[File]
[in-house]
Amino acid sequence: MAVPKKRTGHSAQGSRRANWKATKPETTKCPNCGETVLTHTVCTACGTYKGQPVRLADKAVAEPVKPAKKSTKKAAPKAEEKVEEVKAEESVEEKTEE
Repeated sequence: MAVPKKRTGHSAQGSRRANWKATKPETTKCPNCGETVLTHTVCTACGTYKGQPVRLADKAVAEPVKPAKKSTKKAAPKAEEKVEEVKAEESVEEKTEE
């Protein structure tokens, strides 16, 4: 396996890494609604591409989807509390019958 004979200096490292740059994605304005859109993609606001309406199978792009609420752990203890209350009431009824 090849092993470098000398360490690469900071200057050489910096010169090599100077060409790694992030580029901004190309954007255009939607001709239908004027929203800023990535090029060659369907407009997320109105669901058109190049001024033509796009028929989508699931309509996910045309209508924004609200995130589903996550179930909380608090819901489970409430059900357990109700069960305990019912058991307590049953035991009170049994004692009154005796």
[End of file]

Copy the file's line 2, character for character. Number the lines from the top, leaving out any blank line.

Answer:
Amino acid sequence: MAVPKKRTGHSAQGSRRANWKATKPETTKCPNCGETVLTHTVCTACGTYKGQPVRLADKAVAEPVKPAKKSTKKAAPKAEEKVEEVKAEESVEEKTEE